It's that good of a read.

Since I could see it I copied entire article in case you can't, but please try the link first. Give Terry the clicks he deserves for this gem.

https://www.cleveland.com/browns/2021/01/what-do-we-now-know-about-baker-mayfield-that-we-didnt-16-games-ago-terrys-talkin-browns.html

========================================================================================================================

What do we now know about Baker Mayfield that we didn’t 16 games ago? – Terry’s Talkin’ Browns

By Terry Pluto, The Plain Dealer - CLEVELAND, Ohio

 

At the start of the season, the questions about Baker Mayfield were constant.

Is he “the guy”?

Is he a franchise quarterback?

Is he overrated, too small and destined to be mediocre?

That was 16 games ago. So what can be said about Mayfield now?

Most quarterbacks are prisoners of their last game. No other position leads to wilder mood swings than the quarterback. So what have we learned?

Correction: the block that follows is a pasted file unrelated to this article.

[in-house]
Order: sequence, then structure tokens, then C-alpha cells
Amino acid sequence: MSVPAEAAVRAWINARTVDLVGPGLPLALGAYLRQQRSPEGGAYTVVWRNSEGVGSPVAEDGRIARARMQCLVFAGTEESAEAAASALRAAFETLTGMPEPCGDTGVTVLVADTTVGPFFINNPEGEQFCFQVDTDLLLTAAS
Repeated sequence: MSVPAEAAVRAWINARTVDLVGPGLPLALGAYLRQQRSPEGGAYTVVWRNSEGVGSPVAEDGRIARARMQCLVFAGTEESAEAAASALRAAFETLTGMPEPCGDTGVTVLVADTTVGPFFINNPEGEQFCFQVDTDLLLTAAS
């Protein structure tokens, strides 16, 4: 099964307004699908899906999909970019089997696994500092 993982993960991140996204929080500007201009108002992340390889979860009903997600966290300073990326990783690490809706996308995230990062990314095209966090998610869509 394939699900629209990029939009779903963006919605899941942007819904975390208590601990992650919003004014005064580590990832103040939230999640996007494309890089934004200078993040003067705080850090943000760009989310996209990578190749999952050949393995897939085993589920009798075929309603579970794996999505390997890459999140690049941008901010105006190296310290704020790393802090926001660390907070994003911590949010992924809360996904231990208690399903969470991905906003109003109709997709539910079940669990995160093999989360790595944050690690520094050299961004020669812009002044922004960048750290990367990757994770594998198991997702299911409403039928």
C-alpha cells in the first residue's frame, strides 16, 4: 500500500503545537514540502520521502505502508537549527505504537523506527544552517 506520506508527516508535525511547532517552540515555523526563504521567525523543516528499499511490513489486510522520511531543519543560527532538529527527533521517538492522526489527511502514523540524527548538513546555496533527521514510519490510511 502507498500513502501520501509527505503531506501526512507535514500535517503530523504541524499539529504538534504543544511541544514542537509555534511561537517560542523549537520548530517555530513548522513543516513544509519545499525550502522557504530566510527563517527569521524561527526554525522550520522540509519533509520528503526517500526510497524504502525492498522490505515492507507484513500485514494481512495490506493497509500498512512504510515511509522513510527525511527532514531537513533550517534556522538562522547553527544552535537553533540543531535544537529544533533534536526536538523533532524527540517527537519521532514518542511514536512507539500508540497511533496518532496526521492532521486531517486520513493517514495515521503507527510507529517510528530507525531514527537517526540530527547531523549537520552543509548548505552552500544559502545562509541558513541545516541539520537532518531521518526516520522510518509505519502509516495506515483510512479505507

A LOT OF BAD HABITS

The new Browns front office and coaching staff decided to challenge Mayfield to make some significant changes from losing weight to new footwork to a new mental approach to the game.

Knowing Kevin Stefanski was Mayfield’s fourth head coach in three years, the Andrew Berry front office and Stefanski preached patience. They also broke the season down into the first eight games and the last eight games as a way to measure progress.

A year ago, coach Freddie Kitchens owed his job to Mayfield. He knew it. The team knew it. Mayfield knew it. Kitchens set up a throw-first offense around Mayfield. Browns fans know the story. The team lacked discipline. The record was 6-10. Mayfield threw 21 interceptions, second-most in the NFL. He ranked near the bottom of most passing categories.

There were a lot of bad habits to break.

WHAT IT TAKES TO WIN

Stefanski and offensive coordinator Alex Van Pelt began preaching the gospel of the running game and don’t make turnovers.